JOHANNESBURG – Professional services firm PwC yesterday said it had noticed a significant move towards requirements for transparency on taxpayers tax strategy and economic contributions.

Gert Meiring, PwC tax reporting and strategy leader,said explanations of internal governance processes are recognised as evidence of tax oversight at board or audit committee level.

“Paying tax is clearly part of the economic dimension, and how companies contribute to the creation of prosperity and to stability,” Meiring said. “Other aspects of the economic dimension include creating jobs and employment, and generating business for suppliers”.

On Monday, the South African Revenue Services warned companies that from December,administrative penalties will be imposed for outstanding corporate income tax (CIT) returns. 

In order to avoid sanctions, corporate taxpayers, including dormant companies, were urged to submit outstanding returns to SARS before the end of November.

Erwan Malary, a researcher at Alternative Information and Development Centre, said there was a massive transfer of wealth from workers as well as a reduction of the tax base.

“This is because capital outflows do not only erode the tax base they also erode the base for paying living wages to hundreds of thousands of workers and the base for local investments,” Malary said.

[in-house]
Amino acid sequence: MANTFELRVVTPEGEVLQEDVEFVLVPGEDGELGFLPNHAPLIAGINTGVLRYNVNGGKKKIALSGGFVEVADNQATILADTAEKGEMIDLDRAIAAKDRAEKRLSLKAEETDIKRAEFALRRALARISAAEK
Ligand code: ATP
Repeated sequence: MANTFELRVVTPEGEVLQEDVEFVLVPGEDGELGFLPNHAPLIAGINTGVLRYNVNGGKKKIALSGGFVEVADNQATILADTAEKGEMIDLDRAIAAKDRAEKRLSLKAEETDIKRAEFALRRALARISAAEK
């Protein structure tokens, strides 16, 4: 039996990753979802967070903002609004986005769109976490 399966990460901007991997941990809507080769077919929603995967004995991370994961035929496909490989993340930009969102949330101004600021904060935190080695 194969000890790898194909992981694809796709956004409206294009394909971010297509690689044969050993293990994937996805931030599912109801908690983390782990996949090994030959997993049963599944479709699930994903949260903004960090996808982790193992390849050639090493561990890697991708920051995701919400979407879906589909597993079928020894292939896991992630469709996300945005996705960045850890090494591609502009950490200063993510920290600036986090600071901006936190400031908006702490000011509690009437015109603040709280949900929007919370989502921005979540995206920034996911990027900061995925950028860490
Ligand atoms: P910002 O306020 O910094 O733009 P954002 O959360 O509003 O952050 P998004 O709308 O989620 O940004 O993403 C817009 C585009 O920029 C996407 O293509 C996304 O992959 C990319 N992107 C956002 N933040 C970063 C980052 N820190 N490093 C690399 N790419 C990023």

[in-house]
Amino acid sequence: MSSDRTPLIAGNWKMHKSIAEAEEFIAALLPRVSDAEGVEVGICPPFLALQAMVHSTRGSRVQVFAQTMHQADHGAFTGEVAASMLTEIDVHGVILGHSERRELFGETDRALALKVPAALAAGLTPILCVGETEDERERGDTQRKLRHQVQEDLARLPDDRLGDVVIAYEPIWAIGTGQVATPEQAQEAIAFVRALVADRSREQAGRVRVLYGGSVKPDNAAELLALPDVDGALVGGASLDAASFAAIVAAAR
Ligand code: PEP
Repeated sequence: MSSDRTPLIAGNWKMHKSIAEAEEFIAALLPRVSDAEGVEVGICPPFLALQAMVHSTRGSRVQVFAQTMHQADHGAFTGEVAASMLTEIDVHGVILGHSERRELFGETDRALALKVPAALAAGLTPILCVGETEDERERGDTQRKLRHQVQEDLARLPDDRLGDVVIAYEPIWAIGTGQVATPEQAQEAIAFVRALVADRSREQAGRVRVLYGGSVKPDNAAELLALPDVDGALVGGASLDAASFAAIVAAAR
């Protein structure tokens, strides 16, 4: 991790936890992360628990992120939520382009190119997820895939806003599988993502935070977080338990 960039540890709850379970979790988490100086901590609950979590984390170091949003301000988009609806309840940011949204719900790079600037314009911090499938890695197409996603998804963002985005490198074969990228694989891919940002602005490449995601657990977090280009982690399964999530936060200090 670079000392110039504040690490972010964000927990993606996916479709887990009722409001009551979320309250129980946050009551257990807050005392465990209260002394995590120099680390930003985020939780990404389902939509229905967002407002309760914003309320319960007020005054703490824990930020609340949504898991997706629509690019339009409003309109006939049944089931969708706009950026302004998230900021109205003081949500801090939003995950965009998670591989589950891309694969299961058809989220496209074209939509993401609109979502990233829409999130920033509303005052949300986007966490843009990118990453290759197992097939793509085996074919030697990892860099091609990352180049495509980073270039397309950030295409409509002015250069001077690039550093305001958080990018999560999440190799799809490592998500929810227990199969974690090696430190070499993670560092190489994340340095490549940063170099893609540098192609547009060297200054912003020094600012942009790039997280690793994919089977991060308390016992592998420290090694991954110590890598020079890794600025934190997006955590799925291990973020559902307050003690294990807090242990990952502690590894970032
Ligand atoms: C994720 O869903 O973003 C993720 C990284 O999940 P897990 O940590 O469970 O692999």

The revenue services has in recent months been on a drive to mend its relationship with big business in order to increase compliance and tax collections.

SARS has also reintroduced the large business centre,a one-stop shop that deals with companies with a turnover of R100 million a year. The centre was one of the units disbanded under the leadership of suspended SARS commissioner Tom Moyane.

The tax man which is on the hunt of R1,34 trillion in total tax collections this year has also reintroduced a team tackling illicit tobacco trade.

Arnaaz Camay, tax executive at Baker McKenzie Johannesburg, said the was a rising tide of tax disputes and companies must revisit their strategies to mitigate against risks.

“The reality of looming tax liability is one of the few certainties in life, and as such corporations should appreciate the real and material risk associated with the rise of tax disputes,” Camay said.

CIT, which has been the third largest contributor to total tax revenue for the past decade has declined from a peak of 26.7 percent in 2008/09 to 18.1 percent in the 2016/17 financial year.